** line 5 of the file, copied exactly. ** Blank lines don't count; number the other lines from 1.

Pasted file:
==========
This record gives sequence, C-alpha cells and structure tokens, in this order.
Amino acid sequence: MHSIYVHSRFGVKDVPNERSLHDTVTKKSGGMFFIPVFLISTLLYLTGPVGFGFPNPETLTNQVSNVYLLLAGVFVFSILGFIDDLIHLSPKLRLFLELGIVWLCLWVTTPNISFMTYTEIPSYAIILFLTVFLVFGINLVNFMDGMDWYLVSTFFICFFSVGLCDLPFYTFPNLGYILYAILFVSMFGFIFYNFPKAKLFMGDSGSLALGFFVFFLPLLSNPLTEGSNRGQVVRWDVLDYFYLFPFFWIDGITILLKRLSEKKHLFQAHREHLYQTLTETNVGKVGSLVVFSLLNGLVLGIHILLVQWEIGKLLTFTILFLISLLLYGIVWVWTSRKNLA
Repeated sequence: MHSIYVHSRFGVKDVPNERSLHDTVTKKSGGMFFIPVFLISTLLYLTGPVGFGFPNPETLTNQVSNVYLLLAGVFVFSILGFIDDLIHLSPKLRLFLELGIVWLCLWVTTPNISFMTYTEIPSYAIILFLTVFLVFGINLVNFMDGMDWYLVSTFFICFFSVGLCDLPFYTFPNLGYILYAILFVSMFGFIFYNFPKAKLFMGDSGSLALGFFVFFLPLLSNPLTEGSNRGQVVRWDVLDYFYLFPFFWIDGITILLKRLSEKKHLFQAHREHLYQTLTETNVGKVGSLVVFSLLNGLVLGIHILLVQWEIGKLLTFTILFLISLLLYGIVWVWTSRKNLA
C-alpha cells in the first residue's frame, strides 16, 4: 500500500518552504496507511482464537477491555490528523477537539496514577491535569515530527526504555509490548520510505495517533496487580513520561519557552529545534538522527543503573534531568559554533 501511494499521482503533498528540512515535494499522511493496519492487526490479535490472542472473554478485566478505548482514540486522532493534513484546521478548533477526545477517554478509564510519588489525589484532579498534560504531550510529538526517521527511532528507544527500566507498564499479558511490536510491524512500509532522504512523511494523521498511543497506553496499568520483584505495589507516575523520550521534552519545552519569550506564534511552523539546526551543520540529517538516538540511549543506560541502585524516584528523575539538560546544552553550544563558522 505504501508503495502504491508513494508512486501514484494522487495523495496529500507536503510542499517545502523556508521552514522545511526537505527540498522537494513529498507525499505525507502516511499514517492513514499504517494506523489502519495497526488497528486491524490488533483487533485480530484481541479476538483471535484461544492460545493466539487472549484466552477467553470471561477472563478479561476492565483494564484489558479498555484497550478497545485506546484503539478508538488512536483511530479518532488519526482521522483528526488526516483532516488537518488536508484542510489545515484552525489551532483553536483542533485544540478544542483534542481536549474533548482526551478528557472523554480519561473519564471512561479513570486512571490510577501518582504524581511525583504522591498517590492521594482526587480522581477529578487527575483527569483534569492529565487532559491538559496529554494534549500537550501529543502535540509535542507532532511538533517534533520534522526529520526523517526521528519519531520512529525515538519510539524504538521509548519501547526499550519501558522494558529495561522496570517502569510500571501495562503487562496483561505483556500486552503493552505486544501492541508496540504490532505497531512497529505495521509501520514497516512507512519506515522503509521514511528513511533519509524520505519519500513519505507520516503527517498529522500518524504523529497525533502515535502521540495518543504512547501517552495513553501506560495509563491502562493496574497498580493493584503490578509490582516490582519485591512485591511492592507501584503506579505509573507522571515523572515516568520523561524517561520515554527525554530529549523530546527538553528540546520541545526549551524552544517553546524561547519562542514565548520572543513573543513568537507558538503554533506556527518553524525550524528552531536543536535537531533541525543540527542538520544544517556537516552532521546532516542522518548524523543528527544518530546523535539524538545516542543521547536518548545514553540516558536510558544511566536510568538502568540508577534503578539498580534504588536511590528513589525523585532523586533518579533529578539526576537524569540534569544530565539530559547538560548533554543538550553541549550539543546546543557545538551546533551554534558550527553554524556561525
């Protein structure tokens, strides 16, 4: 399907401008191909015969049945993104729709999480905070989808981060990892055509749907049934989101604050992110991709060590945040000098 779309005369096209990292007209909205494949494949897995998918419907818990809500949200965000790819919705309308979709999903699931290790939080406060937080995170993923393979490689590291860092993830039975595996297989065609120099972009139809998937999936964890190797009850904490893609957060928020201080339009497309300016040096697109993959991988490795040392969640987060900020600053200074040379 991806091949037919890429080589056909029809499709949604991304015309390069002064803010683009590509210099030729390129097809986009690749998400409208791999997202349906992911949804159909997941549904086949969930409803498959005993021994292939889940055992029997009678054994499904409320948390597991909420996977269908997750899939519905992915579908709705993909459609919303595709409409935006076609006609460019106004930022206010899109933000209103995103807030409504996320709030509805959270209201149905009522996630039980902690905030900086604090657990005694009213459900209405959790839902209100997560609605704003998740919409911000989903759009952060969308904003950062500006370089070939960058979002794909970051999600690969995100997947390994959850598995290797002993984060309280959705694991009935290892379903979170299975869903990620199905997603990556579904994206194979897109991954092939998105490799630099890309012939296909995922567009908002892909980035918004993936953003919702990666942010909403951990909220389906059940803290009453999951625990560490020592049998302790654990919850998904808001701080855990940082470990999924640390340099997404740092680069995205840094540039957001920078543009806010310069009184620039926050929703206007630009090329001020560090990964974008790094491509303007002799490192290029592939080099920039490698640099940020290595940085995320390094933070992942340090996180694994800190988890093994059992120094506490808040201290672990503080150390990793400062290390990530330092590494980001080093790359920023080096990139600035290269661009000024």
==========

């Protein structure tokens, strides 16, 4: 399907401008191909015969049945993104729709999480905070989808981060990892055509749907049934989101604050992110991709060590945040000098 779309005369096209990292007209909205494949494949897995998918419907818990809500949200965000790819919705309308979709999903699931290790939080406060937080995170993923393979490689590291860092993830039975595996297989065609120099972009139809998937999936964890190797009850904490893609957060928020201080339009497309300016040096697109993959991988490795040392969640987060900020600053200074040379 991806091949037919890429080589056909029809499709949604991304015309390069002064803010683009590509210099030729390129097809986009690749998400409208791999997202349906992911949804159909997941549904086949969930409803498959005993021994292939889940055992029997009678054994499904409320948390597991909420996977269908997750899939519905992915579908709705993909459609919303595709409409935006076609006609460019106004930022206010899109933000209103995103807030409504996320709030509805959270209201149905009522996630039980902690905030900086604090657990005694009213459900209405959790839902209100997560609605704003998740919409911000989903759009952060969308904003950062500006370089070939960058979002794909970051999600690969995100997947390994959850598995290797002993984060309280959705694991009935290892379903979170299975869903990620199905997603990556579904994206194979897109991954092939998105490799630099890309012939296909995922567009908002892909980035918004993936953003919702990666942010909403951990909220389906059940803290009453999951625990560490020592049998302790654990919850998904808001701080855990940082470990999924640390340099997404740092680069995205840094540039957001920078543009806010310069009184620039926050929703206007630009090329001020560090990964974008790094491509303007002799490192290029592939080099920039490698640099940020290595940085995320390094933070992942340090996180694994800190988890093994059992120094506490808040201290672990503080150390990793400062290390990530330092590494980001080093790359920023080096990139600035290269661009000024």